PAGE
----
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European Reforms and the Leadership Deficits of Surplus Germany

Friday, October 27, 2017, 3:15 pm

The Department of Political Science, the Department of International Relations, the School of Public Policy and the Doctoral School of Political Science, Public Policy, and International Relations cordially invite all to attend

a guest lecture by 
Wade Jacoby

This paper draws a connection between two major European challenges that are generally treated as separate problems, namely European economic imbalances in trade and capital flows and refugee flows. While both have important benefits for some actors, each is potentially highly disruptive as well. The paper puts ‘Surplus Germany’ at the analytical and political center of both problems, each of which has implications for the Central and East European (CEE) member states of the EU. Germany has externalized its key economic problem—a persistent imbalance between surging domestic production and lagging consumption—to the rest of Europe and the world, while internalizing a key global problem—refugee flows—to the EU context. Indeed, we argue that CEE nationalism is itself partly a consequence of learning the hard lessons of becoming a counterpart to German capital flows, which Southern Europeans and, now, Americans have also found extremely disruptive. Meanwhile, Germany’s refugee policy is also a huge challenge to CEE, as most states there are reluctant to harbor refugees. Aside from political and cultural anxieties, another part of this resistance to refugees arises from the highly-skewed returns to skills now evident in the CEE region and that result from dualist labor markets. The paper concludes with implications for reform proposals for the EU.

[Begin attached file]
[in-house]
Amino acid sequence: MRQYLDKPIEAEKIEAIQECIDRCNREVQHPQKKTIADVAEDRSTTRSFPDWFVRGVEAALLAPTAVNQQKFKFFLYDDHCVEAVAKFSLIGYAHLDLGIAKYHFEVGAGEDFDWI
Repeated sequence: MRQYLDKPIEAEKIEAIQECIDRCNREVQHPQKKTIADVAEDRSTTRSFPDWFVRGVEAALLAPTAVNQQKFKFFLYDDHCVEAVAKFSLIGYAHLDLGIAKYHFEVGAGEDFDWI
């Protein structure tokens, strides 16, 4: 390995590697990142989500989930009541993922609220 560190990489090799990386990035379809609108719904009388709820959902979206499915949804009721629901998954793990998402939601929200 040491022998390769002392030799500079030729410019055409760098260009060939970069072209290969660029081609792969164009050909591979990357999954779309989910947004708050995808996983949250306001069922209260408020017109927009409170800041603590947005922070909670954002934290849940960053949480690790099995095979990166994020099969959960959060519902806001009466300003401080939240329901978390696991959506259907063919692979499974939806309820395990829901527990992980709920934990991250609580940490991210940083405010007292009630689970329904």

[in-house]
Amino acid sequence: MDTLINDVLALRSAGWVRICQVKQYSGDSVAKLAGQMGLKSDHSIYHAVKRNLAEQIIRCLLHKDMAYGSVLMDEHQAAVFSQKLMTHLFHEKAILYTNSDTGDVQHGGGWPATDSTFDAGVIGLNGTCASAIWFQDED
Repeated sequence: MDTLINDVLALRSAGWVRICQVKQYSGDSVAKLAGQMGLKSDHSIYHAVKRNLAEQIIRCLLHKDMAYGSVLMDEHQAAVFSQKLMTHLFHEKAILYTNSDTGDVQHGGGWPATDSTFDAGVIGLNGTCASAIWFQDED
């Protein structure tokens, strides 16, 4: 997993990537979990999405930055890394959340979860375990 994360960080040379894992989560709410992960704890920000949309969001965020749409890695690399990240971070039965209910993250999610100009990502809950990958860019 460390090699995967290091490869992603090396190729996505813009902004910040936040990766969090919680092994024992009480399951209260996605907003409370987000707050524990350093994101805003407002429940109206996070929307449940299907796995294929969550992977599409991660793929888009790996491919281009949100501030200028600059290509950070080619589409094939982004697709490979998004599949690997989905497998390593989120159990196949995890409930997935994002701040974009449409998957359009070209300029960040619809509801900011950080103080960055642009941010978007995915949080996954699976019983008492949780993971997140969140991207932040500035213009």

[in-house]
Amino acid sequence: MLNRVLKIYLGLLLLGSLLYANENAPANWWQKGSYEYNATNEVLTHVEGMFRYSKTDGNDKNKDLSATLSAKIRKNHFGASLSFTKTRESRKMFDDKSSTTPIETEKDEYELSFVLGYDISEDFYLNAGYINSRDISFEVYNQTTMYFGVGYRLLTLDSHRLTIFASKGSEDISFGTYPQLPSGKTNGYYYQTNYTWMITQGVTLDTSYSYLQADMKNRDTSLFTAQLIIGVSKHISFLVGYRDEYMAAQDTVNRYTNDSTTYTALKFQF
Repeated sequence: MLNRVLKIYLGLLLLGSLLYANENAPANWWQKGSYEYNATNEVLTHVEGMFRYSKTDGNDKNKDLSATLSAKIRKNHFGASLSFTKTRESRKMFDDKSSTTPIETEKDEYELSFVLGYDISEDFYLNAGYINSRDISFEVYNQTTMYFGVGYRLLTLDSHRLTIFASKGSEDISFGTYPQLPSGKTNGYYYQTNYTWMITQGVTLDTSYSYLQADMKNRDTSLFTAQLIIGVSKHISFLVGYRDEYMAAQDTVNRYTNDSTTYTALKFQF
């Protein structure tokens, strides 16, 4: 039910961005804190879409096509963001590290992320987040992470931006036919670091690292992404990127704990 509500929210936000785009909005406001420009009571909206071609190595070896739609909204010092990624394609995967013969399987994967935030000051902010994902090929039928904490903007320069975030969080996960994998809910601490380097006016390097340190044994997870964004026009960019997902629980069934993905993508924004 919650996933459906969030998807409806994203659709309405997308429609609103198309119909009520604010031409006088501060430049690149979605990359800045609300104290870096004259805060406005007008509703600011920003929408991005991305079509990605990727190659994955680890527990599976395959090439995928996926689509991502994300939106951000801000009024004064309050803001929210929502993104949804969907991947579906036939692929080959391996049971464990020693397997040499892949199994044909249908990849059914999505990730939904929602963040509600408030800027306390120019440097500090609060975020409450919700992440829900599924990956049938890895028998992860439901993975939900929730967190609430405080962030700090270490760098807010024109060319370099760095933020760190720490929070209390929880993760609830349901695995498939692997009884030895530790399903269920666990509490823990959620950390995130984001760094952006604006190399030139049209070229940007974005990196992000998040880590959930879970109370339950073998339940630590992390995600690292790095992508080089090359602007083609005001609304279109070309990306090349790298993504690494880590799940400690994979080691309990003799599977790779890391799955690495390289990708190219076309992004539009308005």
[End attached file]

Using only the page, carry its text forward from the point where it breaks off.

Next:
Wade Jacoby is Mary Lou Fulton Professor of political science at Brigham Young University in Provo, Utah. His most recent book is The Politics of Representation in the Global Age: Identification, Mobilization, and Adjudication (Cambridge University Press, 2014). Jacoby is the author of two other books, Imitation and Politics: Redesigning Modern Germany (Cornell University Press, 2000) and The Enlargement of the EU and Nato: Ordering from the Menu in Central Europe (Cambridge University Press, 2004). He has published articles in many journals including Comparative Politics, World Politics, Comparative Political Studies, Politics and Society, European Security, The Review of International Political Economy, The Review of International Organizations, and The British Journal of Industrial Relations. Winner of a number of research fellowships, Jacoby received the DAAD Prize for his scholarship on Germany and the EU and was a Braudel Fellow at the European University Institute. Jacoby is co-editor of German Politics and serves on the editorial boards of Governance, German Politics and Society, and European Security.

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